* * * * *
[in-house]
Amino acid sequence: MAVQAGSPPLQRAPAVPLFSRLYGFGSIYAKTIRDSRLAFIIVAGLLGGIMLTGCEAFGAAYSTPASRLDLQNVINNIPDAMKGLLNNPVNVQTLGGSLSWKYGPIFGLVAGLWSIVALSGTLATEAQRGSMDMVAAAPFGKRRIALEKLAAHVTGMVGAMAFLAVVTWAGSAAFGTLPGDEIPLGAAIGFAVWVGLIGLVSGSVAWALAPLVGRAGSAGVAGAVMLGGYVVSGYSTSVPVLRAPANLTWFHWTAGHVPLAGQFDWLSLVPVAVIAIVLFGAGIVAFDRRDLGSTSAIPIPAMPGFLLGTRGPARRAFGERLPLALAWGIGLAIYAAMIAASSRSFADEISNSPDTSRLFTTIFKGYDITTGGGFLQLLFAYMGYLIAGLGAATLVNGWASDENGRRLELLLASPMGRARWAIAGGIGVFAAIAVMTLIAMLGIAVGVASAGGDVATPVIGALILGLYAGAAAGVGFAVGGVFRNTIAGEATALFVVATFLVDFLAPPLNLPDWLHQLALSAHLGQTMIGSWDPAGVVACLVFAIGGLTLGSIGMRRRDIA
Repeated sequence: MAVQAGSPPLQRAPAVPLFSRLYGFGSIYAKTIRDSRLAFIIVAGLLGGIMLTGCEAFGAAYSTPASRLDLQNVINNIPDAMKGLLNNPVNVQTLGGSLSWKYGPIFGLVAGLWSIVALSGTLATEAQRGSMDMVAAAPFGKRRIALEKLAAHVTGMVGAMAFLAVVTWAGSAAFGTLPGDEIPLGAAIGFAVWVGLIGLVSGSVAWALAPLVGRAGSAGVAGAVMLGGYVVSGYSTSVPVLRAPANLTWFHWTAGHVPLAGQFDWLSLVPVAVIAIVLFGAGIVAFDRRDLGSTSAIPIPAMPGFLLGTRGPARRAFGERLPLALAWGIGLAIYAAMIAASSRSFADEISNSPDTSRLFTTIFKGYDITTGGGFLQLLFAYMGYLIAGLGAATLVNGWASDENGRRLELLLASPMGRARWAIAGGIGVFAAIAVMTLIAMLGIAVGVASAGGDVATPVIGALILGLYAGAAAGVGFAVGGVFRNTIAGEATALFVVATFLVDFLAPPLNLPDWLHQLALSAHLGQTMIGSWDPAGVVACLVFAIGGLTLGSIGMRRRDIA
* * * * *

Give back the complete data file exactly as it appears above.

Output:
[in-house]
Amino acid sequence: MAVQAGSPPLQRAPAVPLFSRLYGFGSIYAKTIRDSRLAFIIVAGLLGGIMLTGCEAFGAAYSTPASRLDLQNVINNIPDAMKGLLNNPVNVQTLGGSLSWKYGPIFGLVAGLWSIVALSGTLATEAQRGSMDMVAAAPFGKRRIALEKLAAHVTGMVGAMAFLAVVTWAGSAAFGTLPGDEIPLGAAIGFAVWVGLIGLVSGSVAWALAPLVGRAGSAGVAGAVMLGGYVVSGYSTSVPVLRAPANLTWFHWTAGHVPLAGQFDWLSLVPVAVIAIVLFGAGIVAFDRRDLGSTSAIPIPAMPGFLLGTRGPARRAFGERLPLALAWGIGLAIYAAMIAASSRSFADEISNSPDTSRLFTTIFKGYDITTGGGFLQLLFAYMGYLIAGLGAATLVNGWASDENGRRLELLLASPMGRARWAIAGGIGVFAAIAVMTLIAMLGIAVGVASAGGDVATPVIGALILGLYAGAAAGVGFAVGGVFRNTIAGEATALFVVATFLVDFLAPPLNLPDWLHQLALSAHLGQTMIGSWDPAGVVACLVFAIGGLTLGSIGMRRRDIA
Repeated sequence: MAVQAGSPPLQRAPAVPLFSRLYGFGSIYAKTIRDSRLAFIIVAGLLGGIMLTGCEAFGAAYSTPASRLDLQNVINNIPDAMKGLLNNPVNVQTLGGSLSWKYGPIFGLVAGLWSIVALSGTLATEAQRGSMDMVAAAPFGKRRIALEKLAAHVTGMVGAMAFLAVVTWAGSAAFGTLPGDEIPLGAAIGFAVWVGLIGLVSGSVAWALAPLVGRAGSAGVAGAVMLGGYVVSGYSTSVPVLRAPANLTWFHWTAGHVPLAGQFDWLSLVPVAVIAIVLFGAGIVAFDRRDLGSTSAIPIPAMPGFLLGTRGPARRAFGERLPLALAWGIGLAIYAAMIAASSRSFADEISNSPDTSRLFTTIFKGYDITTGGGFLQLLFAYMGYLIAGLGAATLVNGWASDENGRRLELLLASPMGRARWAIAGGIGVFAAIAVMTLIAMLGIAVGVASAGGDVATPVIGALILGLYAGAAAGVGFAVGGVFRNTIAGEATALFVVATFLVDFLAPPLNLPDWLHQLALSAHLGQTMIGSWDPAGVVACLVFAIGGLTLGSIGMRRRDIA